Mrs Charles expressed worry over the ongoing drainage construction along the road. “There is no day, one customer or trader doesn’t fall into this drainage,” she said, “please, let the contractor do something to cover it.”
In the same vein, Chuwuebuka Nwadike who sells foodstuffs pleaded that the drainage should be quickly completed to avert accidents, “as you can see, the drainage is deep and if you fall inside, there is no way you will not be injured.”
Nwadike told The Tide Metro that the market does not have amenities and is responsible for the filth in the market. “We need power, water, but most important for us is the road. If they complete the road we would be happy,” he said.
By: Kevin Nengia
Kaani Town Begging For Govt’s Presence
As one passes the Birabi Memorial Grammar School in Bori, headquarters of Khana Local Government Area, a road veers from the left hand-side of the road beside the High Court premises, into Kaani community.
Going to Kaani with a motorcycle is barely up to five minutes and is just 50 meters from the junction. The community is separated by a narrow bridge from Bori metropolis. It has a calm and serene outlook with few paved roads leading to the only secondary school in the community. The road terminates at Sogho, linking the East West Road, leading to Akwa Ibom State.
Apart from lack of paved roads, Kaani does not have electricity, functional health centre or potable water, and one expects that its proximity to Bori would attract modern amenities to the ancient town.
On the left hand side of the major road in the town, another path leads to an untarred road leading to Methodist Church, one of the early churches that came into Kaani, that same road leads to Kaani II. Delimitation of Kaani was for administrative convenience, according to Chief Joseph Dinee. “The missionaries did it for administrative purpose. During one of the harvest programmes, they divided the community into Kaani 1 and Kaani II, but they are one and the same people- Teyor and Gbor people.
After moving round town to get a feel of the community, the traditional ruler of Kaani, Mene Barikpoa Apere, Mene- Bua Kaani told The Tide Metro that the situation of Kaani has been a challenge over the years, “maybe if we had somebody in government, we would not be having what we are passing through now.”
He continued, “Ironically, Kaani is the largest community in Khana Local Government Area, and yet we do not have power, water and hospital.” The only secondary school in this community was built in 1978 and was through a community effort,” he added.
The traditional ruler recalled that during one of the visits of the Governor to Bori last year, during which he was honoured by Ogoni people, he promised to connect us to national grid, but that has not been fulfilled.
The quest to provide power to the community has been a long and unfruitful one, recalled Elder Clarkson Agara. “We have pursued this matter for many years. It is like biblical prayer to continue in prayers. The unfortunate aspect of it is that while our neighbour, Bori is connected to power, there is none here.”
The community leader, Clarkson Agara told The Tide Metro that there have been attempts to reach out to agencies of government as he blamed the Niger Delta Development Commission (NDDC) for failing to complete the electrification project. “We learnt that a budget and proposal was made for the project. We have contacted the commission and sent delegates and nothing has happened”.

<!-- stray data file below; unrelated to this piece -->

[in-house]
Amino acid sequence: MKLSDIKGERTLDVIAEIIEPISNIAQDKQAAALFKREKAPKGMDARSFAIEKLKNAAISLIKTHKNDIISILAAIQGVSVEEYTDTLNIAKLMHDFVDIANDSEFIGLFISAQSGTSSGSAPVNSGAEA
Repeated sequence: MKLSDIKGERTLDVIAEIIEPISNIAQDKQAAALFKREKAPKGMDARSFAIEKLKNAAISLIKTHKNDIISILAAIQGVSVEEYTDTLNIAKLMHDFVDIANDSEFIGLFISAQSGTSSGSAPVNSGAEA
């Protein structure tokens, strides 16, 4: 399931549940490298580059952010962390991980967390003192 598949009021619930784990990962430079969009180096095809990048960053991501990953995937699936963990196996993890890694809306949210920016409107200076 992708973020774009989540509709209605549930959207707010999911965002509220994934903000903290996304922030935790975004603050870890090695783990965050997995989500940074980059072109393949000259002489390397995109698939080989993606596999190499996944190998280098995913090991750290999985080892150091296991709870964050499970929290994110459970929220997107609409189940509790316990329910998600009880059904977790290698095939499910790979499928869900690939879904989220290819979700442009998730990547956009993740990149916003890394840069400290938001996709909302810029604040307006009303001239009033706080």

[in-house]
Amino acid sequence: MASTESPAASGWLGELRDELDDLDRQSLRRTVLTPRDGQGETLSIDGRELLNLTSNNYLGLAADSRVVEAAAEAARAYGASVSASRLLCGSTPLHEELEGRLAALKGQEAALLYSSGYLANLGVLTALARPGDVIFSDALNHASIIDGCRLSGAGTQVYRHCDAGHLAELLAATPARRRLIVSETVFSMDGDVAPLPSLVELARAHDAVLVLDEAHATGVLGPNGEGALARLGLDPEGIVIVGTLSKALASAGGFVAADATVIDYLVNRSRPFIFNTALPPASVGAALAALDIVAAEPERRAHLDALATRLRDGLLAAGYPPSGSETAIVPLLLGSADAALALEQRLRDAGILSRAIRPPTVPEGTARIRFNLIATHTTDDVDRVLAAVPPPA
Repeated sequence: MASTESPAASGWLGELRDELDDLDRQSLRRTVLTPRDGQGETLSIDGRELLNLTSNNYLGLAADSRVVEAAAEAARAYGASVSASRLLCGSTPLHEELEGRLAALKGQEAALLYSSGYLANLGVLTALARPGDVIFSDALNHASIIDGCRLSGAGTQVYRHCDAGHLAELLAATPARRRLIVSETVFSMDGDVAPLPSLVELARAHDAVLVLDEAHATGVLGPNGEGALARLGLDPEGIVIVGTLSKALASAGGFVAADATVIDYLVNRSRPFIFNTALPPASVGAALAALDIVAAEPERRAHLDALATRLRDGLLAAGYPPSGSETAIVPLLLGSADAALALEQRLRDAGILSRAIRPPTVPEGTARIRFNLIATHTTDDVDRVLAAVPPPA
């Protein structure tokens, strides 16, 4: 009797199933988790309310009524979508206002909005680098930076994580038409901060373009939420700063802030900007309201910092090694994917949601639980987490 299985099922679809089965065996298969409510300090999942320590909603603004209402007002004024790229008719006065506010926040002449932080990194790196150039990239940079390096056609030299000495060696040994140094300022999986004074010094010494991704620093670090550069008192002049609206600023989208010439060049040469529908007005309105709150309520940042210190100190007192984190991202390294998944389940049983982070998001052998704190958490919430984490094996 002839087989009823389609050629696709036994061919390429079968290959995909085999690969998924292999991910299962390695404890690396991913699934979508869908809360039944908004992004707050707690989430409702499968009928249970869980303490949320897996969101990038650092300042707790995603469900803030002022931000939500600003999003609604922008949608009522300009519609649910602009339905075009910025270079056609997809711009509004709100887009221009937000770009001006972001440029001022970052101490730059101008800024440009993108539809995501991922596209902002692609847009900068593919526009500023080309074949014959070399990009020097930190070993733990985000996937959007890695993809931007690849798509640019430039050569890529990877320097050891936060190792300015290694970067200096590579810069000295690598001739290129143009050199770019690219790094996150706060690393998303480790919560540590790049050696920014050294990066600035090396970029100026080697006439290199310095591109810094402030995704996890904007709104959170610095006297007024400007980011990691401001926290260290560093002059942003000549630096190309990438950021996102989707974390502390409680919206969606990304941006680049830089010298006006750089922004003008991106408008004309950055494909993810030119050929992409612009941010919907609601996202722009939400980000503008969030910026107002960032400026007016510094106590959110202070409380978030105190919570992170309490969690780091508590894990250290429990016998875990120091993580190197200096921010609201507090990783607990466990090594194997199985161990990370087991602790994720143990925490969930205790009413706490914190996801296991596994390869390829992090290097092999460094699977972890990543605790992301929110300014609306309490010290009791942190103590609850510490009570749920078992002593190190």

A similar tale was stated by Pastor Gbaranor John, as he recalled that the community started pushing for power during the administration of Sir Peter Odili. “The community visited the governor, a number of times and shortly after a meeting, a survey of the area was conducted and that was the last we heard about it.”
Mene Barikpoa Apere is not happy that all these efforts have failed to yield results.
We are an agrarian community he told The Tide Metro and power is basic to most of our activities.
The traditional ruler emphasised that power is key to development and without it; it is difficult for the community to move forward.
He lamented that most of the small scale businesses are dependent on power. These include barbing saloons, hair dressing, welding and other activities that require electricity. As he reasoned that water boreholes also need to be powered to provide water.
In addition to that, he made a plea for government to complete the abandoned health centre in the community.
He added, “I want to believe that the next government would give us attention, but it is not too late for our governor to fulfill his pledge for now.”
By: Kevin Nengia
RSG Selling Breastfeeding To Women
There are fears that breastfeeding may go extinct going by recent statistics of nursing mothers who breastfeed their new borns for at least six months.
Member of a committee on Breastfeeding Week at the Rivers State University Teaching Hospital (RSUTH), Nurse Aganah Ebirien told The Tide Metro that the campaign to raise awareness is across all health facilities in the state.
She expressed fear that, “there is a threat to breast feeding and it’s fading away.”
Nurse Ebirien who is popularly referred to as “Mama Breast” in RSUTH lamented that if nothing is done now many women may see breastfeeding as archaic.
“Studies have shown that many nursing mothers because of their work schedules and the obsession to look younger with standing breasts don’t give their babies breast milk” Ebirien observed.
She told The Tide Metro that these new posture of women about breast feeding are mostly “myths” and these myths are big barriers to embracing breastfeeding.
For this year, the theme “Step Up Breastfeeding, Educate and Support” is aimed at raising awareness and discouraging all forms of attitude that puts barrier to the culture of breast feeding.
Nurse Ebirien is miffed that many nursing mothers ignorantly do not know huge benefits of breast feeding. “One of the benefits is that it increases bonding between a baby and his mother.”
For her, it’s not enough to breastfeed but “exclusive breastfeeding” is key “When I mean exclusive breast feeding, I mean giving the baby only breast milk for the first six months without water or glucose water”.
She explained that apart from reducing financial burden on the family in the buying of infant formula milk, exclusive breast feeding boosts the brain and intelligence of babies.
In addition to that, she stressed that the immunity of the child is also fortified. “A child who is well breast fed hardly fall sick, and that too reduce expenses on family which results from medical treatment.
Ebirein pointed out that most often mothers throw away the first milk that drops from the breast called ‘colostrum’, that is the most beneficial and rich part of the breast milk, “In the past our grandmother threw it away,” she said.
By: Kevin Nengia